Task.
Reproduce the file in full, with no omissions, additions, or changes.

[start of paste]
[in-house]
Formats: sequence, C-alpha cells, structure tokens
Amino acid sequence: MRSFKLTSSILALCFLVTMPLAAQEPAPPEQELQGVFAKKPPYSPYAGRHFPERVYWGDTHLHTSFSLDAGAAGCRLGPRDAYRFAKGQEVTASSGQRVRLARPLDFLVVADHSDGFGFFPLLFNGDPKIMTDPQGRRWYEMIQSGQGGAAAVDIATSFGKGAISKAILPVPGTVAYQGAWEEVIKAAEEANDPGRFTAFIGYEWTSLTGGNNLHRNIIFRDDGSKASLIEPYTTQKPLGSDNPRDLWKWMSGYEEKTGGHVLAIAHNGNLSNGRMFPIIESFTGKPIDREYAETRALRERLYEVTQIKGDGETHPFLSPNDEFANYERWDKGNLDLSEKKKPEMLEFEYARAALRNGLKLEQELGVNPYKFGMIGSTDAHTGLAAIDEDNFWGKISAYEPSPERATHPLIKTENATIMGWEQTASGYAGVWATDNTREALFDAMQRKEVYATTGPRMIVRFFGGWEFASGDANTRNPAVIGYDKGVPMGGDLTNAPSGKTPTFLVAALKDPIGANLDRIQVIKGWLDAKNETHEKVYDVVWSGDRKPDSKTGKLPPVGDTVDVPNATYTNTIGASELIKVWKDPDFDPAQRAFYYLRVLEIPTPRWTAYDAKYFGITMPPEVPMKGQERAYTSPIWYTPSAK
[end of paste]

[in-house]
Formats: sequence, C-alpha cells, structure tokens
Amino acid sequence: MRSFKLTSSILALCFLVTMPLAAQEPAPPEQELQGVFAKKPPYSPYAGRHFPERVYWGDTHLHTSFSLDAGAAGCRLGPRDAYRFAKGQEVTASSGQRVRLARPLDFLVVADHSDGFGFFPLLFNGDPKIMTDPQGRRWYEMIQSGQGGAAAVDIATSFGKGAISKAILPVPGTVAYQGAWEEVIKAAEEANDPGRFTAFIGYEWTSLTGGNNLHRNIIFRDDGSKASLIEPYTTQKPLGSDNPRDLWKWMSGYEEKTGGHVLAIAHNGNLSNGRMFPIIESFTGKPIDREYAETRALRERLYEVTQIKGDGETHPFLSPNDEFANYERWDKGNLDLSEKKKPEMLEFEYARAALRNGLKLEQELGVNPYKFGMIGSTDAHTGLAAIDEDNFWGKISAYEPSPERATHPLIKTENATIMGWEQTASGYAGVWATDNTREALFDAMQRKEVYATTGPRMIVRFFGGWEFASGDANTRNPAVIGYDKGVPMGGDLTNAPSGKTPTFLVAALKDPIGANLDRIQVIKGWLDAKNETHEKVYDVVWSGDRKPDSKTGKLPPVGDTVDVPNATYTNTIGASELIKVWKDPDFDPAQRAFYYLRVLEIPTPRWTAYDAKYFGITMPPEVPMKGQERAYTSPIWYTPSAK